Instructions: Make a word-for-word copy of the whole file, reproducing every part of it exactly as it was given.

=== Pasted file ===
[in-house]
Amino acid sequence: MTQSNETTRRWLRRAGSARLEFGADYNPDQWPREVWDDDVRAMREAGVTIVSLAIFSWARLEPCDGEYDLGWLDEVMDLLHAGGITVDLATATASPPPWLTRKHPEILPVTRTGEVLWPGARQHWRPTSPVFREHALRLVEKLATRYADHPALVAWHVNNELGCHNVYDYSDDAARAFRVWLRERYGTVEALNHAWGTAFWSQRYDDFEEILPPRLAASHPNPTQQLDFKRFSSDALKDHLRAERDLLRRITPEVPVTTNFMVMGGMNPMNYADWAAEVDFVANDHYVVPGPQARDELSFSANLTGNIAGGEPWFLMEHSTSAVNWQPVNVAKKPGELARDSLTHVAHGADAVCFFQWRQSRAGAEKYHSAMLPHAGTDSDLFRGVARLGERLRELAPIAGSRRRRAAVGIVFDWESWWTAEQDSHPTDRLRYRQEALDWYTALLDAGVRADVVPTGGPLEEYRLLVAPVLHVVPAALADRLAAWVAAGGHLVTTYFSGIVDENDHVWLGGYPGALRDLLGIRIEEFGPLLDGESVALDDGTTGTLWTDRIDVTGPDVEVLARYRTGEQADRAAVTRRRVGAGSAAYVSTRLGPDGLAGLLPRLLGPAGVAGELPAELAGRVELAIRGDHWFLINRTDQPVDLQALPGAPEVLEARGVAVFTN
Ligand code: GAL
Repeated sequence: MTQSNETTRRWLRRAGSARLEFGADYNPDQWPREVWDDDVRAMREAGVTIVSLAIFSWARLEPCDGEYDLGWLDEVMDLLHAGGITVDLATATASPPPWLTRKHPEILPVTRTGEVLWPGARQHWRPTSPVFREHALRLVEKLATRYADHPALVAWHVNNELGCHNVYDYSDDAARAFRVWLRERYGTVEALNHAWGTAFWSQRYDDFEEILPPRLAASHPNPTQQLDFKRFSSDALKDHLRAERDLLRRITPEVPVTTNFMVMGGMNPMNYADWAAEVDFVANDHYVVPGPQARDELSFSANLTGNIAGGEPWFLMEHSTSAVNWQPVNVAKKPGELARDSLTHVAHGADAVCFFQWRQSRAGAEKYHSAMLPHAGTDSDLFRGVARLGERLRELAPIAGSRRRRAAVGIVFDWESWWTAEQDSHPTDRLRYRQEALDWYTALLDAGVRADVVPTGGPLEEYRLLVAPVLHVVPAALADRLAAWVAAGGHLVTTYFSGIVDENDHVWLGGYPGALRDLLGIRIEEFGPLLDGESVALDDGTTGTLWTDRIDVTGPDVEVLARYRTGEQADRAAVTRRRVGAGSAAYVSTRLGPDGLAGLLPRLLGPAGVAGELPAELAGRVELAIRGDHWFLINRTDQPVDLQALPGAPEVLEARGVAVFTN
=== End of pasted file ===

[in-house]
Amino acid sequence: MTQSNETTRRWLRRAGSARLEFGADYNPDQWPREVWDDDVRAMREAGVTIVSLAIFSWARLEPCDGEYDLGWLDEVMDLLHAGGITVDLATATASPPPWLTRKHPEILPVTRTGEVLWPGARQHWRPTSPVFREHALRLVEKLATRYADHPALVAWHVNNELGCHNVYDYSDDAARAFRVWLRERYGTVEALNHAWGTAFWSQRYDDFEEILPPRLAASHPNPTQQLDFKRFSSDALKDHLRAERDLLRRITPEVPVTTNFMVMGGMNPMNYADWAAEVDFVANDHYVVPGPQARDELSFSANLTGNIAGGEPWFLMEHSTSAVNWQPVNVAKKPGELARDSLTHVAHGADAVCFFQWRQSRAGAEKYHSAMLPHAGTDSDLFRGVARLGERLRELAPIAGSRRRRAAVGIVFDWESWWTAEQDSHPTDRLRYRQEALDWYTALLDAGVRADVVPTGGPLEEYRLLVAPVLHVVPAALADRLAAWVAAGGHLVTTYFSGIVDENDHVWLGGYPGALRDLLGIRIEEFGPLLDGESVALDDGTTGTLWTDRIDVTGPDVEVLARYRTGEQADRAAVTRRRVGAGSAAYVSTRLGPDGLAGLLPRLLGPAGVAGELPAELAGRVELAIRGDHWFLINRTDQPVDLQALPGAPEVLEARGVAVFTN
Ligand code: GAL
Repeated sequence: MTQSNETTRRWLRRAGSARLEFGADYNPDQWPREVWDDDVRAMREAGVTIVSLAIFSWARLEPCDGEYDLGWLDEVMDLLHAGGITVDLATATASPPPWLTRKHPEILPVTRTGEVLWPGARQHWRPTSPVFREHALRLVEKLATRYADHPALVAWHVNNELGCHNVYDYSDDAARAFRVWLRERYGTVEALNHAWGTAFWSQRYDDFEEILPPRLAASHPNPTQQLDFKRFSSDALKDHLRAERDLLRRITPEVPVTTNFMVMGGMNPMNYADWAAEVDFVANDHYVVPGPQARDELSFSANLTGNIAGGEPWFLMEHSTSAVNWQPVNVAKKPGELARDSLTHVAHGADAVCFFQWRQSRAGAEKYHSAMLPHAGTDSDLFRGVARLGERLRELAPIAGSRRRRAAVGIVFDWESWWTAEQDSHPTDRLRYRQEALDWYTALLDAGVRADVVPTGGPLEEYRLLVAPVLHVVPAALADRLAAWVAAGGHLVTTYFSGIVDENDHVWLGGYPGALRDLLGIRIEEFGPLLDGESVALDDGTTGTLWTDRIDVTGPDVEVLARYRTGEQADRAAVTRRRVGAGSAAYVSTRLGPDGLAGLLPRLLGPAGVAGELPAELAGRVELAIRGDHWFLINRTDQPVDLQALPGAPEVLEARGVAVFTN